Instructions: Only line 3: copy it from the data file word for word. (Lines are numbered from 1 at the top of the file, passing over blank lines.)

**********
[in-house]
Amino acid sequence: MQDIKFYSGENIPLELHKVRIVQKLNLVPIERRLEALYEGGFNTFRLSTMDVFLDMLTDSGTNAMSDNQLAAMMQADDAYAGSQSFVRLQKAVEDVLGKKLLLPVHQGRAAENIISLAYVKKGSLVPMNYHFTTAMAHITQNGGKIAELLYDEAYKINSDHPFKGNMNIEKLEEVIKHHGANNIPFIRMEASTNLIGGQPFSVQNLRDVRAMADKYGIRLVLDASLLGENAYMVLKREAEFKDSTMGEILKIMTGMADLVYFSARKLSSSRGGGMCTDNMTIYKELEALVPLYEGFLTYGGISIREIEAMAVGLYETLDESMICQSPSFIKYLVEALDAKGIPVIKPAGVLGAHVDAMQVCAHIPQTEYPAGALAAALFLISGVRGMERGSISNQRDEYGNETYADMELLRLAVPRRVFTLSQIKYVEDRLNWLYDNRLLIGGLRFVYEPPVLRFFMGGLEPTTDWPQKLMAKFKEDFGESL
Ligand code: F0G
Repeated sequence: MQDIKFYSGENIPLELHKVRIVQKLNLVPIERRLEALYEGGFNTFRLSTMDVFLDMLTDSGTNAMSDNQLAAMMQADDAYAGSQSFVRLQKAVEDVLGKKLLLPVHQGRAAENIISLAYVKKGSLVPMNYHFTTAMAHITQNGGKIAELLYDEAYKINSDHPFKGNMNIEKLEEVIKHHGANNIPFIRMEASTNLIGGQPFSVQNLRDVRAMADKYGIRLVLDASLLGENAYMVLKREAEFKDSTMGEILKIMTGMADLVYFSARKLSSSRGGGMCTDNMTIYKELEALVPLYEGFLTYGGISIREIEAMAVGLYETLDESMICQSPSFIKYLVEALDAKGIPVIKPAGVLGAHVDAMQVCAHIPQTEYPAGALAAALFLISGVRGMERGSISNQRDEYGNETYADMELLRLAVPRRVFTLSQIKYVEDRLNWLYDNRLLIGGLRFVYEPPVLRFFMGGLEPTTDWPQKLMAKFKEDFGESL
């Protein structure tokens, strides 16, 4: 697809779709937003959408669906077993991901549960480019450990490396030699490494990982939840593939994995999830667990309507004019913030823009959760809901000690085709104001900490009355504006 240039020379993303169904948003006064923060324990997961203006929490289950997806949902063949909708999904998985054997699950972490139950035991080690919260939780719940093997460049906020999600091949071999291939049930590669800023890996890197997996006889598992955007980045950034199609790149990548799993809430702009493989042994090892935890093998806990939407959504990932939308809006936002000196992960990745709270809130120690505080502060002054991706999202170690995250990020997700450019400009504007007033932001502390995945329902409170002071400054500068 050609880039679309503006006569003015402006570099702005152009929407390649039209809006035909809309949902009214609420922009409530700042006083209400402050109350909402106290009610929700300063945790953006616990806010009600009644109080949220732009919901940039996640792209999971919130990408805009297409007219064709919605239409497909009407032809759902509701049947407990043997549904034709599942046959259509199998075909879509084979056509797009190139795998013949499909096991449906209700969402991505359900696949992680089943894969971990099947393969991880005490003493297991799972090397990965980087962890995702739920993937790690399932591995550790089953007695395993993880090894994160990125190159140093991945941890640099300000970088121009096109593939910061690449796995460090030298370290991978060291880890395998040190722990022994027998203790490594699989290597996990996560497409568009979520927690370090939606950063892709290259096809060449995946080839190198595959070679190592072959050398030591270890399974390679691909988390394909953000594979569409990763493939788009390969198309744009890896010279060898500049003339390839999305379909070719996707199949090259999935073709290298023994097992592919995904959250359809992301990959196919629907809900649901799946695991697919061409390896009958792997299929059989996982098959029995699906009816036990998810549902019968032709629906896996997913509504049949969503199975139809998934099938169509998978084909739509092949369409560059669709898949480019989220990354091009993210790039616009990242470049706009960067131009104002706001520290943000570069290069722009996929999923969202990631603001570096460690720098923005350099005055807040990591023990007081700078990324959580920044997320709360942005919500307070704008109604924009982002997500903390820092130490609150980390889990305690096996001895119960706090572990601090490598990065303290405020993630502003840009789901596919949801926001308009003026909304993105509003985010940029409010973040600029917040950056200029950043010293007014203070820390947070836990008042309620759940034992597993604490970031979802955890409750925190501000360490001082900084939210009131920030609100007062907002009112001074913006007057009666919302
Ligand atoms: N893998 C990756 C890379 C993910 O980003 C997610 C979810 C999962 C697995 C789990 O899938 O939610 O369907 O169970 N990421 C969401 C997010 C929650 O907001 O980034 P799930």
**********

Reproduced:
Ligand code: F0G